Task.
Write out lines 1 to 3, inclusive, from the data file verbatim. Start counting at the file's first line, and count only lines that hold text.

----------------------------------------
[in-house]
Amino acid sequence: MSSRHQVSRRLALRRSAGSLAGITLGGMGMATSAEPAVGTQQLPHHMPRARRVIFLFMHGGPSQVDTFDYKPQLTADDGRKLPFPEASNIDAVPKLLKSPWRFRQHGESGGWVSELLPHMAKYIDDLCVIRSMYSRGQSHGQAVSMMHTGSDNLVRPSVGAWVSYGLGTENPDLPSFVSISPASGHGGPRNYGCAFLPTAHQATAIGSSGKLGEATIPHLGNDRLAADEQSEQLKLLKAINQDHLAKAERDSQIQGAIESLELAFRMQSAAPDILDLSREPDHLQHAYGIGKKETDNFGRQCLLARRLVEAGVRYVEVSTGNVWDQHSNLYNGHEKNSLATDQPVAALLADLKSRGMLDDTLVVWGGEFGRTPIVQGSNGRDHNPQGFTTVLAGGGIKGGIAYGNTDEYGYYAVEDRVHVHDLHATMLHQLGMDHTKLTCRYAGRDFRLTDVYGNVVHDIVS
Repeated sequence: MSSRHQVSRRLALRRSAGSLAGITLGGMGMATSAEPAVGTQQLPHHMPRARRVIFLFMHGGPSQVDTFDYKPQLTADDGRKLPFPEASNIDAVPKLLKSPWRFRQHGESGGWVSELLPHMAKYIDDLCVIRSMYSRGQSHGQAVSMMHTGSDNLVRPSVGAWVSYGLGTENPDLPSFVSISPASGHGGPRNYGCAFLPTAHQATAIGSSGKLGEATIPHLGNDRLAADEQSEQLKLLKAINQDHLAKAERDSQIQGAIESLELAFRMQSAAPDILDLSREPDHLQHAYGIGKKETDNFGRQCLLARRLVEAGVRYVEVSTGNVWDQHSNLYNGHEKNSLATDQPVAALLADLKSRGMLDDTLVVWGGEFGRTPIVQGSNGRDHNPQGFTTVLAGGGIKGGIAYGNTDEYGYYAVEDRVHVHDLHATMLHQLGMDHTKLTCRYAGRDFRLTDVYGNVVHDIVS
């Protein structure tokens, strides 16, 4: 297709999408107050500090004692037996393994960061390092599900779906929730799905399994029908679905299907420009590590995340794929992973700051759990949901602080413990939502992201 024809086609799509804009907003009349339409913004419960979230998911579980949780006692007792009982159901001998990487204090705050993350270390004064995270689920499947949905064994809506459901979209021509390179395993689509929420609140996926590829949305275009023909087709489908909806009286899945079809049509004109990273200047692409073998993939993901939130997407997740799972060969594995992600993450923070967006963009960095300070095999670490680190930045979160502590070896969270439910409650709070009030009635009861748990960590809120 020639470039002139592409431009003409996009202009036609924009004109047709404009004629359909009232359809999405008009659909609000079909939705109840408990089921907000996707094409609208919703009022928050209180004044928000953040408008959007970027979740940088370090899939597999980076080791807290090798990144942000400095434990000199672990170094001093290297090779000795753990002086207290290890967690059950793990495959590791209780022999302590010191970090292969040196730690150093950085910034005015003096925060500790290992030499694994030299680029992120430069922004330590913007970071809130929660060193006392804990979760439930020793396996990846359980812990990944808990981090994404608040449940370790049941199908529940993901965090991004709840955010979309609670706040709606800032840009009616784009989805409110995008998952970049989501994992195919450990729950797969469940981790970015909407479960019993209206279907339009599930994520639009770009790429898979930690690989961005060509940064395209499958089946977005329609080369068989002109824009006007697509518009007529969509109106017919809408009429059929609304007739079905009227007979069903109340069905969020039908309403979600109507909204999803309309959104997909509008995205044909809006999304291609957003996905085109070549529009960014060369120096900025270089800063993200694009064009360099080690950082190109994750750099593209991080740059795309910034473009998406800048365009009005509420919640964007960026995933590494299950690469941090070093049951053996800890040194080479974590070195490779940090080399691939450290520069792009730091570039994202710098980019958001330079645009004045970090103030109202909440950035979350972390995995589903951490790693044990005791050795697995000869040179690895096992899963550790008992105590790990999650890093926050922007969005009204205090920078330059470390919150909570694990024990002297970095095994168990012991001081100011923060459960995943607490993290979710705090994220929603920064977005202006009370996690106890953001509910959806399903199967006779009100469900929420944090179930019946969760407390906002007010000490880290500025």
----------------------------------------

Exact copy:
[in-house]
Amino acid sequence: MSSRHQVSRRLALRRSAGSLAGITLGGMGMATSAEPAVGTQQLPHHMPRARRVIFLFMHGGPSQVDTFDYKPQLTADDGRKLPFPEASNIDAVPKLLKSPWRFRQHGESGGWVSELLPHMAKYIDDLCVIRSMYSRGQSHGQAVSMMHTGSDNLVRPSVGAWVSYGLGTENPDLPSFVSISPASGHGGPRNYGCAFLPTAHQATAIGSSGKLGEATIPHLGNDRLAADEQSEQLKLLKAINQDHLAKAERDSQIQGAIESLELAFRMQSAAPDILDLSREPDHLQHAYGIGKKETDNFGRQCLLARRLVEAGVRYVEVSTGNVWDQHSNLYNGHEKNSLATDQPVAALLADLKSRGMLDDTLVVWGGEFGRTPIVQGSNGRDHNPQGFTTVLAGGGIKGGIAYGNTDEYGYYAVEDRVHVHDLHATMLHQLGMDHTKLTCRYAGRDFRLTDVYGNVVHDIVS
Repeated sequence: MSSRHQVSRRLALRRSAGSLAGITLGGMGMATSAEPAVGTQQLPHHMPRARRVIFLFMHGGPSQVDTFDYKPQLTADDGRKLPFPEASNIDAVPKLLKSPWRFRQHGESGGWVSELLPHMAKYIDDLCVIRSMYSRGQSHGQAVSMMHTGSDNLVRPSVGAWVSYGLGTENPDLPSFVSISPASGHGGPRNYGCAFLPTAHQATAIGSSGKLGEATIPHLGNDRLAADEQSEQLKLLKAINQDHLAKAERDSQIQGAIESLELAFRMQSAAPDILDLSREPDHLQHAYGIGKKETDNFGRQCLLARRLVEAGVRYVEVSTGNVWDQHSNLYNGHEKNSLATDQPVAALLADLKSRGMLDDTLVVWGGEFGRTPIVQGSNGRDHNPQGFTTVLAGGGIKGGIAYGNTDEYGYYAVEDRVHVHDLHATMLHQLGMDHTKLTCRYAGRDFRLTDVYGNVVHDIVS